Tuesday, Apr. 28, 2015
49 ° Fair
|Department||Earth and Environmental Sciences|
Green roofs are a popular stormwater management strategy since they are effective in reducing runoff volume from buildings. While there are many studies on the quantity of runoff, little research has been conducted on the quality of rainwater runoff from green roofs. As part of an ongoing study, we have been evaluating the nutrients (nitrogen and phosphorus) and mercury in green roof runoff. These pollutants are of particular concern in our Chesapeake Bay watershed since nutrients can lead to eutrophication and “dead zones”, and mercury can bioaccumulate in fish threatening human health. Runoff from green and traditional gravel roofs was collected and compared from both experimental roof plots and real roofs. Chemical amendments were also investigated that could be added to roofs to reduce the nutrient runoff. Our results indicate that green roofs can leach higher concentrations of nutrients than gravel roofs. The chosen chemical amendments were not effective in lowering the nitrogen and phosphorus from the green roof runoff. Although mercury concentrations in runoff were sometimes higher from green roofs than gravel roofs, there was not a large difference in the total load of mercury coming off the roofs. Based on our nitrogen and phosphorus results, we recommend that fertilizer not be added during installation or maintenance of green roofs.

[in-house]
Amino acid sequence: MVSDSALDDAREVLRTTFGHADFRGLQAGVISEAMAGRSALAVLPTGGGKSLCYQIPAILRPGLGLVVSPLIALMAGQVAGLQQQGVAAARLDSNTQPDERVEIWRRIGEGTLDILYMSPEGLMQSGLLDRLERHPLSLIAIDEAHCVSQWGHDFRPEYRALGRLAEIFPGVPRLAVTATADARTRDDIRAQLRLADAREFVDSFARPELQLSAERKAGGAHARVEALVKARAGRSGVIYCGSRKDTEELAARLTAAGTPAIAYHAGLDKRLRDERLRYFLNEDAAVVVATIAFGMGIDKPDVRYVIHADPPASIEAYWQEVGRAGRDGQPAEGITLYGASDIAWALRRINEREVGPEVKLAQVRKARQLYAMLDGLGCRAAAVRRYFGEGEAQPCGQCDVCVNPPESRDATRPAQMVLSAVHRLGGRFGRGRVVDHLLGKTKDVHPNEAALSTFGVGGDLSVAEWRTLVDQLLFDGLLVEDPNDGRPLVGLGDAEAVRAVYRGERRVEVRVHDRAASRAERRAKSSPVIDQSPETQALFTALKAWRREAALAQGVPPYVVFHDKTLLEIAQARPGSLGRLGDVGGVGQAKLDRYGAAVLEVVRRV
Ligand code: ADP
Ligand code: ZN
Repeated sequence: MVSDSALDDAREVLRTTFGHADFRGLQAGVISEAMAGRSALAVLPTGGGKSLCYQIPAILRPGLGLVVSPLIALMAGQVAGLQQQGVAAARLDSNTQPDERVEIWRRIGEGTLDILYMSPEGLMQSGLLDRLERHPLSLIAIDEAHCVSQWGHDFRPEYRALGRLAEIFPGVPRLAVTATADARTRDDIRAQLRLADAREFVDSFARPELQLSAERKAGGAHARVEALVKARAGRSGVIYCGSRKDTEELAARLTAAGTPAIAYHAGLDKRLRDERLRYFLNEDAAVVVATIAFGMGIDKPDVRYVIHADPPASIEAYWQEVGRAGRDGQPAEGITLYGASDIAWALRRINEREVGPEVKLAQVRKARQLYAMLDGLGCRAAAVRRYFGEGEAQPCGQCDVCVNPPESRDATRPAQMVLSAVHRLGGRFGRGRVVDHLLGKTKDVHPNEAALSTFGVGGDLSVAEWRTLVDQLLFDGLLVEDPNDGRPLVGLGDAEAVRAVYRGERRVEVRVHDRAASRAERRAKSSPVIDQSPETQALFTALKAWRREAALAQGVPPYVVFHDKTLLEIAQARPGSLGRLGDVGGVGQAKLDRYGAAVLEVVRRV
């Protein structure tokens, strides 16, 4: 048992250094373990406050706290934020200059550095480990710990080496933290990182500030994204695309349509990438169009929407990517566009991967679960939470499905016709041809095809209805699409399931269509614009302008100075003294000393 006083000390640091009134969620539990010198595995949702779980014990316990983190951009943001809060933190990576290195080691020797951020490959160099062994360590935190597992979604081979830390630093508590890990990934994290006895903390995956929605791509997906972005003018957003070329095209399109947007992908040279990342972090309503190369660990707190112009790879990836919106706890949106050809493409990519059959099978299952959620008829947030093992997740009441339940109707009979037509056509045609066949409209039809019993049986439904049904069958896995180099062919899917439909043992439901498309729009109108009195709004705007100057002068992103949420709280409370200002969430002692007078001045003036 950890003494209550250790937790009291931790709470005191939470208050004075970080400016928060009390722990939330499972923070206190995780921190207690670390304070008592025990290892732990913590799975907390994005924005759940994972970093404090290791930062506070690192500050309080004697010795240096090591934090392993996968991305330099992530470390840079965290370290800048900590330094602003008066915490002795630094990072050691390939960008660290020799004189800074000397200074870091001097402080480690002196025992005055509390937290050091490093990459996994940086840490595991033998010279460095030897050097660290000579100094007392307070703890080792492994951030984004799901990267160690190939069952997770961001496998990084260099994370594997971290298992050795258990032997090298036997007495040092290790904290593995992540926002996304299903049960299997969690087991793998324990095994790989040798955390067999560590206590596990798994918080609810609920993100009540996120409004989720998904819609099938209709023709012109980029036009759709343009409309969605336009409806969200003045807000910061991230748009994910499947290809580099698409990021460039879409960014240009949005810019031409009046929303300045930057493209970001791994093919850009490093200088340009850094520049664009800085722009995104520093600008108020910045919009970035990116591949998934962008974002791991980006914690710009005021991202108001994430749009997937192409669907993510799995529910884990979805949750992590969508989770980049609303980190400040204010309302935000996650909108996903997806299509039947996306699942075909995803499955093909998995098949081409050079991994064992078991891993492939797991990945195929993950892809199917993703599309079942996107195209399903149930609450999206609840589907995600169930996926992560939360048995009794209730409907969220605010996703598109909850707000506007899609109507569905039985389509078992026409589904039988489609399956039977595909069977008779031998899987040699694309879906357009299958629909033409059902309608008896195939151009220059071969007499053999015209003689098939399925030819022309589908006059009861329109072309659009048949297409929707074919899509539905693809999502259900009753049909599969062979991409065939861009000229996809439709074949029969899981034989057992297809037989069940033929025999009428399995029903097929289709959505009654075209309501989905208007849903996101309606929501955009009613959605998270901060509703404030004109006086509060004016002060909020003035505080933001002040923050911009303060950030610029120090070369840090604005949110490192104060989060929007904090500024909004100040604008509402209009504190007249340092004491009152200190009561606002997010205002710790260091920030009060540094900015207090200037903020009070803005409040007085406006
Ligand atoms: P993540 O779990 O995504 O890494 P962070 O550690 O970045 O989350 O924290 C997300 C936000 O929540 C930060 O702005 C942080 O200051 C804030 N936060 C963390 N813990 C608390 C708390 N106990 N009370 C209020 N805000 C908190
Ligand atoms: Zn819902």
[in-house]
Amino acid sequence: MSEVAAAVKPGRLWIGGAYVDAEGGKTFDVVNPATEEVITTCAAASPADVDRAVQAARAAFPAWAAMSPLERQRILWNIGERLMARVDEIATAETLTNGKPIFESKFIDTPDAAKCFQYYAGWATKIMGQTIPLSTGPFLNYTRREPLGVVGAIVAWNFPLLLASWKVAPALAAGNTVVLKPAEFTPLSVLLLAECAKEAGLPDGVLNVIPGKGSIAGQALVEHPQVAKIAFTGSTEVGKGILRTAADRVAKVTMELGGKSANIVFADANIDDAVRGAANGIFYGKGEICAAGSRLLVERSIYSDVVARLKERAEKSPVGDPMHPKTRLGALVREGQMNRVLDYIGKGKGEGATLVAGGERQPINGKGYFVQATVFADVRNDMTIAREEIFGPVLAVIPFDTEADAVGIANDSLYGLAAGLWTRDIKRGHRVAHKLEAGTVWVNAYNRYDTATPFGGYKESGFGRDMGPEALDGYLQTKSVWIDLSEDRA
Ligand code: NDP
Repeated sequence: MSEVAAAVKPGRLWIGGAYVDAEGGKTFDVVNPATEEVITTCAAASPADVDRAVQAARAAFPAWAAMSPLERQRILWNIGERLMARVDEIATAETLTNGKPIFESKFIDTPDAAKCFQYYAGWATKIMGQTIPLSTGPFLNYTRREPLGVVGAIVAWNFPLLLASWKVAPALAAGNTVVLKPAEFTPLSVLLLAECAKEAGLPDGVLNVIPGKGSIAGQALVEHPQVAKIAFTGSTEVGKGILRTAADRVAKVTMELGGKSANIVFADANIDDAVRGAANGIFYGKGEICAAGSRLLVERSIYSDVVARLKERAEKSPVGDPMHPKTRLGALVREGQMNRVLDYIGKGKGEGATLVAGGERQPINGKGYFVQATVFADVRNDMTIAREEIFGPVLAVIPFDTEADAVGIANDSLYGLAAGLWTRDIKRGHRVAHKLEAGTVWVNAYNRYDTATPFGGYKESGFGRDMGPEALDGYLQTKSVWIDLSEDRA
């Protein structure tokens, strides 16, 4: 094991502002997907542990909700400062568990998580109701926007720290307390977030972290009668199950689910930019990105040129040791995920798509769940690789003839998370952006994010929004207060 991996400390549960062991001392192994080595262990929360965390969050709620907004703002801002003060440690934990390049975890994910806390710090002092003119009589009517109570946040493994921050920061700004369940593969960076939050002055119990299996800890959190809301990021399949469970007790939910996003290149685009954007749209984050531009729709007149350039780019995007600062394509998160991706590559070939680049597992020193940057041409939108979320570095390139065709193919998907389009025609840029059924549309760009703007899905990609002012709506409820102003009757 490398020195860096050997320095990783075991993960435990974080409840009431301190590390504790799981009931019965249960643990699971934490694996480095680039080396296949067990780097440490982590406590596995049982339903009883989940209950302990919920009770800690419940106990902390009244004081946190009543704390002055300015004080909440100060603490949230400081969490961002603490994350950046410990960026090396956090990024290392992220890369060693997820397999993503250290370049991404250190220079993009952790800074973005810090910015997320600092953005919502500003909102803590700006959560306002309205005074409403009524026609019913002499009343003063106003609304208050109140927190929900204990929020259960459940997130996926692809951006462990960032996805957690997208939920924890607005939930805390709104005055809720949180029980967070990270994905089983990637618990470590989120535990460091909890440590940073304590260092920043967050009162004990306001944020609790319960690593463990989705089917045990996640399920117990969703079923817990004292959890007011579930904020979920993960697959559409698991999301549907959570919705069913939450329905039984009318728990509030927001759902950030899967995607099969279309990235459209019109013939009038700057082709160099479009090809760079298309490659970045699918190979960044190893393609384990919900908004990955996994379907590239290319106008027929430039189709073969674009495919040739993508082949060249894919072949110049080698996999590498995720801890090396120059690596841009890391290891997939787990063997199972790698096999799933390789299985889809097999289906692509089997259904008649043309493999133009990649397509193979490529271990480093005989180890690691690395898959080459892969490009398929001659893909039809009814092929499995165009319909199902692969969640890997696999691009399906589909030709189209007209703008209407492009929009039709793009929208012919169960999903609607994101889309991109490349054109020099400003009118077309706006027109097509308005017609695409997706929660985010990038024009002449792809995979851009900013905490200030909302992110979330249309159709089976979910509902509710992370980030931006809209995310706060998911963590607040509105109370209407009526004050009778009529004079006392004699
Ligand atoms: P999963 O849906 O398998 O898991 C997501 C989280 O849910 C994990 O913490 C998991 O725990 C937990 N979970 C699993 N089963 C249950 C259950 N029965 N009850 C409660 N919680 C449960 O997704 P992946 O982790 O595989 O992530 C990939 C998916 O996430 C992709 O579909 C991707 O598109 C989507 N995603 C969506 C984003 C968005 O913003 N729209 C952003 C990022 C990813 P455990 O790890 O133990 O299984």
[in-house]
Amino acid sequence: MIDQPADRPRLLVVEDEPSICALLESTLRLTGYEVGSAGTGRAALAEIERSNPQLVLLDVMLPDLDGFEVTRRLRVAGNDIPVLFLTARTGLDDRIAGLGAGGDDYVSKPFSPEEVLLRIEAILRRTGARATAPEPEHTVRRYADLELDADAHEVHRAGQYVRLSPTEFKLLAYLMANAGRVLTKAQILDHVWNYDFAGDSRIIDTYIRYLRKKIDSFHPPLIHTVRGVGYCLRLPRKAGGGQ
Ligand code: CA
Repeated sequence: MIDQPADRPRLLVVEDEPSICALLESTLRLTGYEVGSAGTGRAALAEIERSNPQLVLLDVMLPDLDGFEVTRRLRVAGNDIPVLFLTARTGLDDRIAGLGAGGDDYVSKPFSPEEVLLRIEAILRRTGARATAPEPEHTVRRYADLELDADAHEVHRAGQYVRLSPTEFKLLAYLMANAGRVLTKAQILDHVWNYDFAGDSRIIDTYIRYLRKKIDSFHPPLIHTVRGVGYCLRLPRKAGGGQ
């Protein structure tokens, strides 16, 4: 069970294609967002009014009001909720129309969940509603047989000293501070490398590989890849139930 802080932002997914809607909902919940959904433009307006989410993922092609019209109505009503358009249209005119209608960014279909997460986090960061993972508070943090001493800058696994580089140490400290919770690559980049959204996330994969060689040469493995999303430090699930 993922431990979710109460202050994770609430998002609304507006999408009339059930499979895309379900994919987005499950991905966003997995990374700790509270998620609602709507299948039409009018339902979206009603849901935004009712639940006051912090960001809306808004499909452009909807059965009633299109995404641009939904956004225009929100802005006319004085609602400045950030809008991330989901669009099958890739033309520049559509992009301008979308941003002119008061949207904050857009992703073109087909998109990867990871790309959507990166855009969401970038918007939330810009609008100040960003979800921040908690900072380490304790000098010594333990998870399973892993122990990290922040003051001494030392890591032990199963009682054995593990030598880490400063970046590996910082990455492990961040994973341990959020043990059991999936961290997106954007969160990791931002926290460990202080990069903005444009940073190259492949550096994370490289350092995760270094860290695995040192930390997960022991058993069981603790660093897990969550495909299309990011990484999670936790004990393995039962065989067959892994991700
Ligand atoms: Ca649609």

Mercury EXPO - William and Mary